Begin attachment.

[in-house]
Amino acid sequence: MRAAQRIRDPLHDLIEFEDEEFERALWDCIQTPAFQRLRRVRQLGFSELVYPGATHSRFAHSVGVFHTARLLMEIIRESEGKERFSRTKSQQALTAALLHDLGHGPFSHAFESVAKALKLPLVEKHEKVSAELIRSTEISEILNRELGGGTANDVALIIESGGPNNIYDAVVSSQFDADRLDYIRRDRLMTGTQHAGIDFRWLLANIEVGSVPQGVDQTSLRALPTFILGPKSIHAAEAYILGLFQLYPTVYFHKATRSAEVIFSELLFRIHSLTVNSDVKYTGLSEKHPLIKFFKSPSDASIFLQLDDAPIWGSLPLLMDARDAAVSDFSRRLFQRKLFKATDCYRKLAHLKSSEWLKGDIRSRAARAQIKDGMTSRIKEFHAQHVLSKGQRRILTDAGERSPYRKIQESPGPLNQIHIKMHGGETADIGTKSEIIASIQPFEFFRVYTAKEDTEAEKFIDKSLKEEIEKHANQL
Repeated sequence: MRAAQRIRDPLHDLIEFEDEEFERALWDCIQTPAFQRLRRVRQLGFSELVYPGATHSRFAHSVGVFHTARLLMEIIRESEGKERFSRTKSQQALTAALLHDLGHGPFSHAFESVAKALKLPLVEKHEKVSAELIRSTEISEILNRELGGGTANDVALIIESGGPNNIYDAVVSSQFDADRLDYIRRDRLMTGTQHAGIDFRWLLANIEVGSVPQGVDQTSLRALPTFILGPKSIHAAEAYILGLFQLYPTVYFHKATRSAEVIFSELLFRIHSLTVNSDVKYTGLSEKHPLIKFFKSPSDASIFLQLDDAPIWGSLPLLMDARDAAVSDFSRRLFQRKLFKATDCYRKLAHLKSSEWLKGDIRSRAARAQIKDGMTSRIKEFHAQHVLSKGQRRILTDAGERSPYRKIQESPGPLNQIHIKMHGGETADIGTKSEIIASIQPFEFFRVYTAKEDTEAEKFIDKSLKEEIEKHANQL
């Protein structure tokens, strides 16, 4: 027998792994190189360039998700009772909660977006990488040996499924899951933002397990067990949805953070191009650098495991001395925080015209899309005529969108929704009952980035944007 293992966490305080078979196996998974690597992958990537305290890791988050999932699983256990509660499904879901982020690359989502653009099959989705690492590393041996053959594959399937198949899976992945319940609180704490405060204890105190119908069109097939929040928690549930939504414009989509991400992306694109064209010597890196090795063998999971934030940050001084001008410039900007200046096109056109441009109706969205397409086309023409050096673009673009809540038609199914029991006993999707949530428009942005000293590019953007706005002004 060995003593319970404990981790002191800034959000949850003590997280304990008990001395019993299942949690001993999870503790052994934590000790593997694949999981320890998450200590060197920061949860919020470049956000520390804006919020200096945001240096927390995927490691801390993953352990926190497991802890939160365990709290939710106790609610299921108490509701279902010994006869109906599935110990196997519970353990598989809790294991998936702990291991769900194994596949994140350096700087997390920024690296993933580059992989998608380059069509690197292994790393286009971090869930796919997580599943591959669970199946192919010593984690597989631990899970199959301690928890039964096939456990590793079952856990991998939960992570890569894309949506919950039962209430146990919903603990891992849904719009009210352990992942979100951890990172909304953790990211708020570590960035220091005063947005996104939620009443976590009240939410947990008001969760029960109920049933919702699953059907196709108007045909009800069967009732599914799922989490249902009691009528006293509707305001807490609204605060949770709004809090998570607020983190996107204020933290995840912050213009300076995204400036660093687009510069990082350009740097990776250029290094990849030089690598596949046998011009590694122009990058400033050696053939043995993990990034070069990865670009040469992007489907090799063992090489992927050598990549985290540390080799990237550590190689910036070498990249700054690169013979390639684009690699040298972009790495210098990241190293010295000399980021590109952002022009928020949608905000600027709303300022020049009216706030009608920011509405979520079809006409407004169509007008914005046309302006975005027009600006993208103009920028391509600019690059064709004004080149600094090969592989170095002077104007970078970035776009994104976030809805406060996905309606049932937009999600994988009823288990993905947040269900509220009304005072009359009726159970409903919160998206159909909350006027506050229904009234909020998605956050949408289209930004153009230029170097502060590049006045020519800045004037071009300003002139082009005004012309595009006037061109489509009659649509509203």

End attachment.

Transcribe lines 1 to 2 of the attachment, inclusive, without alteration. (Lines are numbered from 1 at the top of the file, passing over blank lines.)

[in-house]
Amino acid sequence: MRAAQRIRDPLHDLIEFEDEEFERALWDCIQTPAFQRLRRVRQLGFSELVYPGATHSRFAHSVGVFHTARLLMEIIRESEGKERFSRTKSQQALTAALLHDLGHGPFSHAFESVAKALKLPLVEKHEKVSAELIRSTEISEILNRELGGGTANDVALIIESGGPNNIYDAVVSSQFDADRLDYIRRDRLMTGTQHAGIDFRWLLANIEVGSVPQGVDQTSLRALPTFILGPKSIHAAEAYILGLFQLYPTVYFHKATRSAEVIFSELLFRIHSLTVNSDVKYTGLSEKHPLIKFFKSPSDASIFLQLDDAPIWGSLPLLMDARDAAVSDFSRRLFQRKLFKATDCYRKLAHLKSSEWLKGDIRSRAARAQIKDGMTSRIKEFHAQHVLSKGQRRILTDAGERSPYRKIQESPGPLNQIHIKMHGGETADIGTKSEIIASIQPFEFFRVYTAKEDTEAEKFIDKSLKEEIEKHANQL